Final problem in Intel Threading Challenge

The last stage of the Intel Threading Challenge has begun and the final problem announced. While problem #5 is still live until tomorrow, problem #6 “Maximum Independence Set” provides another opportunity to win a prize from Intel and stack up some more points towards the grand prize for highest total cumulative points.

The Maximum Independence Set problem requires developers to write a threaded program to find a maximum independent set of an input graph. Naturally, the time required to execute the program will play a role in the scoring.

Entries for this final phase are due by 20th November. Winners of the competition so far have been announced on the winner’s page.

2 Responses

  1. I’ve tried the challenges. On the surface they seem intriguing and entertaining. And it’s fair to say that if your normal day job doesn’t take you deeply into multithreading, particularly threading that scales with more cores, then the challenges will certainly give you the opportunity to learn and exercise a different set of skills.

    In my experience, the challenges were poorly specified,o ften requiring elaboration and explanation before contestants could start work on a solution. The judges could learn a good deal about concise and effective specification from other programming challenges, such as the International Olympiad in Informatics.

    The test data used to exercise the solutions were often toy cases, and trivial compared to the bounds set in the problem. For example, in some challenges, the bounds were set to 2^31. Implementing a solution to such bounds is of course non-trivial. The judges should set realistic bounds that reflect the test instances that are used to test each solution. Otherwise, implementing a efficient solution is purely guesswork on the size of the test instances used. A contestant can hope that only test small cases are used and optimize for that, or go for the larger cases and suffer because the same optimizations don’t apply, and then loose out because only small sized test cases are used.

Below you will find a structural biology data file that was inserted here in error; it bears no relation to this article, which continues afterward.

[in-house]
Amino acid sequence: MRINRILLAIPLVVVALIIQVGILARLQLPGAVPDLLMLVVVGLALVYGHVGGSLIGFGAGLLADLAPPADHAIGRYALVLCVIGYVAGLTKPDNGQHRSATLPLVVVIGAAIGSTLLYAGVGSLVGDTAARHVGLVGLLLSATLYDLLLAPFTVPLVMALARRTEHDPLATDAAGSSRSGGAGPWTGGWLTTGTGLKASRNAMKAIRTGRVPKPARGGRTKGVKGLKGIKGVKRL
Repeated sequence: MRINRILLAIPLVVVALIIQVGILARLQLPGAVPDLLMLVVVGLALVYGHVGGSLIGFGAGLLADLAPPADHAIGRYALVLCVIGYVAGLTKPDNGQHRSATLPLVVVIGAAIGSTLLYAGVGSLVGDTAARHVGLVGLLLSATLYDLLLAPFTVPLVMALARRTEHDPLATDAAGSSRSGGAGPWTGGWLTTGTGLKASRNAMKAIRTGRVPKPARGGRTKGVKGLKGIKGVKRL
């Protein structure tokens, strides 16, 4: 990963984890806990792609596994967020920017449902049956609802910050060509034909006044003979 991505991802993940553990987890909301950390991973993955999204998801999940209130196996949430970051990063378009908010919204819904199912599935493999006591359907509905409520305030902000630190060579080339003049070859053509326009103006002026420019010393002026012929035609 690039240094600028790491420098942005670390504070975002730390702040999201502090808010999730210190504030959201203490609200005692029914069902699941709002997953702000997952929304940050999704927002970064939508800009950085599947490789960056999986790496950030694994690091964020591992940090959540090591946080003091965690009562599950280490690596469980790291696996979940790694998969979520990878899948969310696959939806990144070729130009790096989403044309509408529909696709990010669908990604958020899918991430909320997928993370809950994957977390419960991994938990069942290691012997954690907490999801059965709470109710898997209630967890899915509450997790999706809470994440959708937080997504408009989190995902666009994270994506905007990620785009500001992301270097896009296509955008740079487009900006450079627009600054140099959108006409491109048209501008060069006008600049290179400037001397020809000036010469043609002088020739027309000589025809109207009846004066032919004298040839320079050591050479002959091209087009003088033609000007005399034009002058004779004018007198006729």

I didn’t start the challenges until phase 2, where the majority of challenges in this phase were NP complete or NP-hard problems, with only 2 of the 6 challenges having polynomial solutions (matrix multiplication and convex hull.). To my mind, the effectiveness of algorithms for the NP class of problems often has little to do with threading and often more about luck. Typically the solution involves pruning some form of search tree and it is just luck if you choose to prune from the “right” point to arrive at the solution quickest. (For instance, the SAT problem in phase 1, the judges struggled to find a satisfactory set of test cases that produced timely results for a majority of solutions. The effectiveness really depended upon the direction of attack rather than use of threading.)

    My final gripe about the Intel Threading Challenge is that the problems were tough enough to require many hours to implement a solution and provide a decent write up (often from 30-60 hours), yet competitors do not get to know their own personal score. This seems little to ask given the effort involved in producing a solution. Yet competitors are expected to be satisfied with a few paragraphs of write up in the challenge forum where the distribution of points is given and the winner announced.

    I think threading is an interesting challenge. In practice, if your code is mostly runs server-side, then you probably do not need to worry about it, since concurrent requests will typically provide the parallel work needed to keeps all cores busy. However, for desktop code, becoming au fait with multithreading is almost inevitable. For anyone wanting to test their mettle on threading, I hope other competitions surface that offer fairer challenges that are well specified and provide personal feedback to each contestant.

  2. Thank you for the detailed feedback. We’ve read, discussed and are committed to continuing to improve the Intel Threading Challenge to make it the best that it can be. Please keep the feedback coming.

    Regards,
    Aaron Tersteeg
    Parallel Programming Community Manager
    Intel Corp.

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